Rohan Thompson had been invited for lunch at the Uzbekistan embassy in Washington, D.C.
Thompson, a senior double majoring in political science and economics at the University of Tennessee at Chattanooga, was in Washington for the World Affairs Councils of America conference, a three-day international meeting held Nov. 16-18. He was one of 25 students nationwide selected to attend the global conference, with the accompanying scholarship covering his expenses.
Shaking hands and making polite conversation in the embassy of Uzbekistan, a country just north of Afghanistan and Iran, Thompson noticed a man standing behind him.
“I thought, ‘Oh, that’s probably just one of the many, many workers here,’ so when I shook his hand, I said something like, ‘Hey, how ya doin’?’”
Immediately after the “Hey” and the handshake, Thompson was nudged by Marieta Velikova, a board of directors member for the Tennessee World Affairs Council, which took a group to the conference.
“She said, ‘Do you know who that is?’ I said, ‘I have no idea,’” Thompson recalled.
“Who” was Javlon Abdujalilovich Vakhabov, the Uzbekistan ambassador to the United States, who has conversations with U.S. President Joe Biden and Uzbekistan President Shavkat Mirziyoyev.
“I told her, ‘I would’ve appreciated you telling me that before,’” Thompson said.
His faux pax touched off no international incident, and the rest of the conference went very well, said Thompson, who graduated from Ravenwood High School in Brentwood, Tennessee, in 2019.
With the theme of “Navigating a Fractured World,” the conference included speeches by heavy hitters like Linda Thomas-Greenfield, U.S. ambassador to the United Nations, and Philippe Lavigne, a French general and NATO’s supreme allied commander in charge of improving the military effectiveness of the alliance.
Thompson was a perfect fit for the conference, said Dr. Saeid Golkar, a UC Foundation assistant professor in the Department of Political Science and Public Service at UTC. Golkar told Thompson about the conference and recommended that he apply for the all-expenses-paid trip.
“Rohan is among the most outstanding students I have had here, always going above and beyond in assignments, serving as a leader in classroom discussion, and bringing passion, nuance and perception of complicated issues in my courses and his reporting,” Golkar said.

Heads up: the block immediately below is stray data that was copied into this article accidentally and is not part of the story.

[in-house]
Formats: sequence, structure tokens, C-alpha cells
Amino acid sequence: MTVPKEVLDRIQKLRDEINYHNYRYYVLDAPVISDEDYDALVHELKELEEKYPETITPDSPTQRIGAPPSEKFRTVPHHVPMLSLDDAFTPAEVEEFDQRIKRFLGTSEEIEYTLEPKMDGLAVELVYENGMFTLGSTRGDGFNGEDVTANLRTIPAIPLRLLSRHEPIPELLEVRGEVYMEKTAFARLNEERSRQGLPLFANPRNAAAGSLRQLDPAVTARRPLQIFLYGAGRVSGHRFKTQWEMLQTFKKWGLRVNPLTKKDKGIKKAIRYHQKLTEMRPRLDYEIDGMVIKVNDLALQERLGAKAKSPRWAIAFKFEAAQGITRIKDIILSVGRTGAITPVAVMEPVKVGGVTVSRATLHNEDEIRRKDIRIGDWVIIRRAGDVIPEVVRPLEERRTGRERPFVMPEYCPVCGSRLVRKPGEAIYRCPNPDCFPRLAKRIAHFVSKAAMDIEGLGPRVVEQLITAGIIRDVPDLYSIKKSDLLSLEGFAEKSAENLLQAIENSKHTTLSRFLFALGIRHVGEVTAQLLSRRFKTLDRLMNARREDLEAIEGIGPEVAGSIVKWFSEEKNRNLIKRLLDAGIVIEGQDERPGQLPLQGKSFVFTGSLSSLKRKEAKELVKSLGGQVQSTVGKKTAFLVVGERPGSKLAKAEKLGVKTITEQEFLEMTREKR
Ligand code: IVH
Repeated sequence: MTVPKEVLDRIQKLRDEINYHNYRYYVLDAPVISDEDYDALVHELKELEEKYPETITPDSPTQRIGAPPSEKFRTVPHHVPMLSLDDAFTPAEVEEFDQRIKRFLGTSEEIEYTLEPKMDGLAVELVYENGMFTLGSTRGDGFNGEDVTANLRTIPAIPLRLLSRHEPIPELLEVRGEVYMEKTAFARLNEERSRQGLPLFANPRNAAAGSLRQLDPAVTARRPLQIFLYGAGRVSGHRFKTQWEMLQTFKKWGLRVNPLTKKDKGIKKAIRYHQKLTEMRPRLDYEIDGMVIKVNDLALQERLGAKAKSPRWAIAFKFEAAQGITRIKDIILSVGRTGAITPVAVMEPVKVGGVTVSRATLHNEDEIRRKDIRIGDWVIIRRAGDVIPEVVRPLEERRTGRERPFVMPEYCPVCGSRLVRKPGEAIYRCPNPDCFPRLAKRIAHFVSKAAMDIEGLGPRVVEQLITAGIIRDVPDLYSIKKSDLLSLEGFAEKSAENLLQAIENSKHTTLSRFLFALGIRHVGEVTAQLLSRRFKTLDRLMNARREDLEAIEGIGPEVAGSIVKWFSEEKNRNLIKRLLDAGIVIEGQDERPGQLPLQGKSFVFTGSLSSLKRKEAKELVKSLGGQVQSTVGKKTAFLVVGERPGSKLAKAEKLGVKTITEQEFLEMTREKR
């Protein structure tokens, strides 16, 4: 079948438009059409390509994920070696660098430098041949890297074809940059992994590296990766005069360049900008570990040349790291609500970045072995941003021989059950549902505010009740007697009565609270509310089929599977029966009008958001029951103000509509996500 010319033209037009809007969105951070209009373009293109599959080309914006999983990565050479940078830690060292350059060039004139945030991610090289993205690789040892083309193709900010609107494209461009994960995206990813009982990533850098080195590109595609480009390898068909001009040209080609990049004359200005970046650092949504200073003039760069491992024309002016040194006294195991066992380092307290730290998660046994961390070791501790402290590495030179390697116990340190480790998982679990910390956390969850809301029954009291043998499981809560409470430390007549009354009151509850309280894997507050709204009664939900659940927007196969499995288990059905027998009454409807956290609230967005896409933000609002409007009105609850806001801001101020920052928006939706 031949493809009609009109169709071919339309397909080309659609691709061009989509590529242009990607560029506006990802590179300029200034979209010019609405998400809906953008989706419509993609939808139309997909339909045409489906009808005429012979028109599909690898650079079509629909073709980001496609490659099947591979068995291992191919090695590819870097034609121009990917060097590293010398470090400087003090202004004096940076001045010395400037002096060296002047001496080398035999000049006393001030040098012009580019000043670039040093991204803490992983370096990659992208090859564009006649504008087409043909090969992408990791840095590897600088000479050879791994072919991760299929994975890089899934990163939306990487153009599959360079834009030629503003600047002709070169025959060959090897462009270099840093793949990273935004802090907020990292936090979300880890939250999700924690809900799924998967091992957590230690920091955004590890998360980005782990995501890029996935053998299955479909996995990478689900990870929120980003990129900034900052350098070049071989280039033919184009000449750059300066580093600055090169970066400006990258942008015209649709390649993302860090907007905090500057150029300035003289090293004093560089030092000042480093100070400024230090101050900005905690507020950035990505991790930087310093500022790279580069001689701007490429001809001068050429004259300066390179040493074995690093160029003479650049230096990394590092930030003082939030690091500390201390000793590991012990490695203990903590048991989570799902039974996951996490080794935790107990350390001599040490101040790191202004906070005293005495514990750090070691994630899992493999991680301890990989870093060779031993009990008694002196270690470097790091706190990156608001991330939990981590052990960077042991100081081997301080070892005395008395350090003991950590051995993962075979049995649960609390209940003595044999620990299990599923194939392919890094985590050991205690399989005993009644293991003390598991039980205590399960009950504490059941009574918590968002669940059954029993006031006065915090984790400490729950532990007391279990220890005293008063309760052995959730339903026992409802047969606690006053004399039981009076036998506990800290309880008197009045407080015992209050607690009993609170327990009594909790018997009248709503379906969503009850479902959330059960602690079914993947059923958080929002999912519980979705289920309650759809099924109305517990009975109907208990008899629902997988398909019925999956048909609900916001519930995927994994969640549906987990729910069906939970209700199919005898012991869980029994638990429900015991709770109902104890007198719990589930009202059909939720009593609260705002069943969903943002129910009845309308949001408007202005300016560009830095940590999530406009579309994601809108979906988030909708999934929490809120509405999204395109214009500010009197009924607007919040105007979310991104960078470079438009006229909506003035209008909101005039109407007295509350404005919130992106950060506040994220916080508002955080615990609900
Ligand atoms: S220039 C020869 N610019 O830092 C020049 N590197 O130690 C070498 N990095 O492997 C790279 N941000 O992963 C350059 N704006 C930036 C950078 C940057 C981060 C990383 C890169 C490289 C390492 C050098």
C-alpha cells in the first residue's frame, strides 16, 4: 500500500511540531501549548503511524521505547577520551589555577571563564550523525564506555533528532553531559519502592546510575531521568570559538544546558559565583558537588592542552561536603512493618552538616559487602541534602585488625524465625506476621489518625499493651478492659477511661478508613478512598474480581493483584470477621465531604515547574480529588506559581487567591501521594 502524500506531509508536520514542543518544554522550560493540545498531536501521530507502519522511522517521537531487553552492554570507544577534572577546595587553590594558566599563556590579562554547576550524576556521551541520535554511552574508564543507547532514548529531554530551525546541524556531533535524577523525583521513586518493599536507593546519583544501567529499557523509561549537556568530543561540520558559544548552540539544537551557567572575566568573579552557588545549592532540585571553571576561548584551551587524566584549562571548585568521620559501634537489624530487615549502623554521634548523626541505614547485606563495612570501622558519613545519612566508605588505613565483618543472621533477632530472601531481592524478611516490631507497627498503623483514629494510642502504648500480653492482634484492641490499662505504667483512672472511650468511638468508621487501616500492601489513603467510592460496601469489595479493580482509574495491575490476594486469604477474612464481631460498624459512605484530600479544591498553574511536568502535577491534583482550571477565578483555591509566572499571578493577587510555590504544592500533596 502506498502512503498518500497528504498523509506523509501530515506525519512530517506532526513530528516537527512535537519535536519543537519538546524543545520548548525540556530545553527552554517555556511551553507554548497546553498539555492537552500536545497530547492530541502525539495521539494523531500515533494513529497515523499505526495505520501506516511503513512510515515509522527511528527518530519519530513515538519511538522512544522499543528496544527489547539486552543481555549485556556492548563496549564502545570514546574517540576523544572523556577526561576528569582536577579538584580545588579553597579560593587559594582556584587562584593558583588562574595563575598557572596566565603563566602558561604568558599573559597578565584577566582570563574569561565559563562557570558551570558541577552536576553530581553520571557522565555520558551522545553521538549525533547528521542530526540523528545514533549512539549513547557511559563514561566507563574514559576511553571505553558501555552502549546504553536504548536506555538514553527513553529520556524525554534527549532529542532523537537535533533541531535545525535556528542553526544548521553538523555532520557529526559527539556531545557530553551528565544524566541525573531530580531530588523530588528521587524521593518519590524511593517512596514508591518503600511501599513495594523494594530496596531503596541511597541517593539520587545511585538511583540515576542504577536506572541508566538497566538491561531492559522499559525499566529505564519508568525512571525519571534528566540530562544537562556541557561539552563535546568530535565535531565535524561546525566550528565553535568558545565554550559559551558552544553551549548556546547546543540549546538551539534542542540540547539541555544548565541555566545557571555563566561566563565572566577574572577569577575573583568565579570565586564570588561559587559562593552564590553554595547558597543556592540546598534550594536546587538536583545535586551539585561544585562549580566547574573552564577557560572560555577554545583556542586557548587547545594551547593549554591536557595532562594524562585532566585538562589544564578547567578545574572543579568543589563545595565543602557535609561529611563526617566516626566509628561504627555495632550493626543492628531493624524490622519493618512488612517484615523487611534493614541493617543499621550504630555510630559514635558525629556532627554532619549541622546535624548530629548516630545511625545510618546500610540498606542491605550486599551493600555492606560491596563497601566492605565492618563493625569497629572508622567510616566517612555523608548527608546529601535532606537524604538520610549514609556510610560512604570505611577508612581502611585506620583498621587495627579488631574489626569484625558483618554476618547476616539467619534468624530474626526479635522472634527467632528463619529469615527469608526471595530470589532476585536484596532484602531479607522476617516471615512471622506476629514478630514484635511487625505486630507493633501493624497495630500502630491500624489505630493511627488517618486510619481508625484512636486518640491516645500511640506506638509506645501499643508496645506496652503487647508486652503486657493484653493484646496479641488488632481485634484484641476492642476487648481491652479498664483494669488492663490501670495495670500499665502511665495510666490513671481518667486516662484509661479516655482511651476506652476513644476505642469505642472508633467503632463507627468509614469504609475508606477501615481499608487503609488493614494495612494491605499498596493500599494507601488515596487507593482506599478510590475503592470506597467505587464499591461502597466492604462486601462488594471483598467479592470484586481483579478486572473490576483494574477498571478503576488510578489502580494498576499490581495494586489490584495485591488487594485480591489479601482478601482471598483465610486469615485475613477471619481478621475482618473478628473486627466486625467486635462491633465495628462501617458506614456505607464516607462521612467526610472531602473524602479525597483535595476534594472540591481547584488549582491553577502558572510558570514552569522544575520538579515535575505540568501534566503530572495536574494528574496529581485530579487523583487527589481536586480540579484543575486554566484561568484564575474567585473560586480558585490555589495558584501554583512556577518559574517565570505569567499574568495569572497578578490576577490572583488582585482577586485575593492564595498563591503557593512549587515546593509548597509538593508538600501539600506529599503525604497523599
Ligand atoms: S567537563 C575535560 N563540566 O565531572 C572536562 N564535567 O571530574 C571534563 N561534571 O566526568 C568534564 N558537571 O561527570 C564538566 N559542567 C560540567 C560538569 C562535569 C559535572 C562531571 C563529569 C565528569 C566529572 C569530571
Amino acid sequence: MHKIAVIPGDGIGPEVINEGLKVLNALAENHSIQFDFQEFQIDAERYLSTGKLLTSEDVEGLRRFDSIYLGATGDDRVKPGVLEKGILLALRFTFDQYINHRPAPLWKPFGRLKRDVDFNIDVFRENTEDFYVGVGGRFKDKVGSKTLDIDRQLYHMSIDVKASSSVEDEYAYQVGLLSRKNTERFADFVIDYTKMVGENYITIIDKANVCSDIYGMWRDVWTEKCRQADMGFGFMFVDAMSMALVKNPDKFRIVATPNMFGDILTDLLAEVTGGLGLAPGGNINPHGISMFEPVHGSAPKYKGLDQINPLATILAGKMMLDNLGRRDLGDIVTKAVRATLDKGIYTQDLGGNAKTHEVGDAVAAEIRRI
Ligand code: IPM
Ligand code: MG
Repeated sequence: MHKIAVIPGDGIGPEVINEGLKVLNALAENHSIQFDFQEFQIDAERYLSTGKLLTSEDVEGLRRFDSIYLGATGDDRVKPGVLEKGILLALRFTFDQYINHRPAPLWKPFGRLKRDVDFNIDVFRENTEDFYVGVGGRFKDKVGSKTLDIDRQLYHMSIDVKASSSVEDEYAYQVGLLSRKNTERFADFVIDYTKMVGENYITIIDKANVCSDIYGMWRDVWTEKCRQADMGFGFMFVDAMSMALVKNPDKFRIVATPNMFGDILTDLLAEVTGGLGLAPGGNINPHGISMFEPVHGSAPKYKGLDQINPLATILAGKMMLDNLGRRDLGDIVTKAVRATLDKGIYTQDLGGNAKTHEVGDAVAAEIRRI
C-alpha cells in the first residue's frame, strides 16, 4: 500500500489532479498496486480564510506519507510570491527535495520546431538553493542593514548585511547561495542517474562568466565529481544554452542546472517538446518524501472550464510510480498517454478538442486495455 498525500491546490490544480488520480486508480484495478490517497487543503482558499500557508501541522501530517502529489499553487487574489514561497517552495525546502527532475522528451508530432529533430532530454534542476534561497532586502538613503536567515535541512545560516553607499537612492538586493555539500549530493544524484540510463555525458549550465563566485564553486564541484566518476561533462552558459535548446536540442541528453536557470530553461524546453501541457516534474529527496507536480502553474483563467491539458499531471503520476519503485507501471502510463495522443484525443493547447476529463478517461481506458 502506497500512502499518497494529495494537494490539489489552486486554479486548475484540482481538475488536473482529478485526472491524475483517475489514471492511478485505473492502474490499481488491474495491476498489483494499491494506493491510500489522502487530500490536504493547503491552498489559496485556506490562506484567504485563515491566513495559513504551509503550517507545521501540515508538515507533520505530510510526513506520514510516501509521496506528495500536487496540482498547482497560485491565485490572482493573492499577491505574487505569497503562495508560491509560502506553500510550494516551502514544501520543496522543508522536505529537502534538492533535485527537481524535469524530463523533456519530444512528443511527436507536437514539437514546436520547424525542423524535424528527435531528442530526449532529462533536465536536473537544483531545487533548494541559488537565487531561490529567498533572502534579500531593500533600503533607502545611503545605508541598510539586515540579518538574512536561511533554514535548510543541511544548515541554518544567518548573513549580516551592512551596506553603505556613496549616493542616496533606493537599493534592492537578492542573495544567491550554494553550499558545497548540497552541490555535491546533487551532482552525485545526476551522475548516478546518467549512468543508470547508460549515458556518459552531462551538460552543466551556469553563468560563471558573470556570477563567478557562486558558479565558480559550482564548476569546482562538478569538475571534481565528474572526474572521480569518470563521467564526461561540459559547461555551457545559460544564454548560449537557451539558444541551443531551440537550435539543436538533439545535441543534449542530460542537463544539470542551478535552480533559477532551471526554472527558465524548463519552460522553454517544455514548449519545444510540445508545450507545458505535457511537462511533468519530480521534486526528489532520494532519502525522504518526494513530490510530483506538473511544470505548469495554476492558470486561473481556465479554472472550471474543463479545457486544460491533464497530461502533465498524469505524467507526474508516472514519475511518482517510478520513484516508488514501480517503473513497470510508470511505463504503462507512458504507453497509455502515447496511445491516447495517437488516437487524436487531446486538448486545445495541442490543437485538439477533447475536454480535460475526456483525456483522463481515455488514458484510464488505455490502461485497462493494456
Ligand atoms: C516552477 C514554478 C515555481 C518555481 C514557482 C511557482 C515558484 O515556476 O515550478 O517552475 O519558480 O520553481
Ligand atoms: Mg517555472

“In addition, he is a fantastic writer on issues concerning international relations, which is a difficult task for many of my students. Over the years, I have seen him grow into a young scholar, investigating critical yet under-explored issues.”
During his time as a UTC undergraduate, Thompson has dipped his toe into political waters several times.
He served as attorney general in the Tennessee Intercollegiate State Legislature (TISL) from September 2020 through November 2021. As a UTC Student Government Association member, he served as secretary during his sophomore year and as parliamentarian as a junior. He said he had to drop his participation in the SGA after his course load grew too heavy.
Thompson said he returned from the World Affairs Councils of America conference with an expanded understanding of world politics and policymaking that will help him in his future career.
“There was a lot of information to pick up,” he explained. “I learned a lot about Russian foreign policy with other countries because that is obviously a hot topic right now. I learned about China and their economic policies. We had some representatives coming from NATO and European parliaments as well as some policymaking think tanks.”
Talking and listening to political experts from around the world gave him “a more well-rounded view,” he said.
“It was reassuring to me that, despite the cultural differences that people have with one another, at the end of the day we’re all still people, and we all have the same desires.
“People want security for themselves, for their family. They want to make sure that their rights, their existence, is not threatened, at least not as an everyday occurrence. People ultimately want success for themselves.”
Before spending three days in Washington, Thompson had plans to pursue a master’s degree. He now might alter that agenda.
“When I was in D.C., the first people we talked to were from the CIA,” he recalled. “I had thought about working with them because they’re an international relations organization. They’re not law enforcement, but they do specialize in intelligence gathering, which I thought was really interesting.
“But I was on and off about them because they could be pretty restrictive in what they allow and don’t allow. Even the application process to get security clearance takes a year, maybe more than that.”
As CIA representatives talked more about the different career options inside the organization, Thompson said, his interest grew.
“They talked about the different career opportunities there,” he said. “I could stay in the States; I could go to a foreign country and spend a couple of months, maybe a couple years. There’s a lot of options.
“So that’s my first choice right now.”